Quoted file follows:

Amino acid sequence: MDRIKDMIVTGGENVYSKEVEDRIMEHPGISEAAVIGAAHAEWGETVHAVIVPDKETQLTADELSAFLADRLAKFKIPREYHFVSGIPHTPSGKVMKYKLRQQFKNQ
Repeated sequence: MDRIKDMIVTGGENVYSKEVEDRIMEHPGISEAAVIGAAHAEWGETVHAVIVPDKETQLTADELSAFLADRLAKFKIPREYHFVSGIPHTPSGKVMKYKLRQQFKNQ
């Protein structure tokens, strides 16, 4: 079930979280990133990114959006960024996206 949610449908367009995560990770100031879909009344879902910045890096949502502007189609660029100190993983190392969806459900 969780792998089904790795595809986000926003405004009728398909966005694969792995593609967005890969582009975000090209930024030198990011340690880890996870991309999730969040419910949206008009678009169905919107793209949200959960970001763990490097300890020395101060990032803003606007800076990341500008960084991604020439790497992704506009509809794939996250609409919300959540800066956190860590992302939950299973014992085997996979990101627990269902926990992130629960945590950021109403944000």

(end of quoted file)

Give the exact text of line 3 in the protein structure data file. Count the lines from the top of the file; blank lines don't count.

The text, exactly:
């Protein structure tokens, strides 16, 4: 079930979280990133990114959006960024996206 949610449908367009995560990770100031879909009344879902910045890096949502502007189609660029100190993983190392969806459900 969780792998089904790795595809986000926003405004009728398909966005694969792995593609967005890969582009975000090209930024030198990011340690880890996870991309999730969040419910949206008009678009169905919107793209949200959960970001763990490097300890020395101060990032803003606007800076990341500008960084991604020439790497992704506009509809794939996250609409919300959540800066956190860590992302939950299973014992085997996979990101627990269902926990992130629960945590950021109403944000």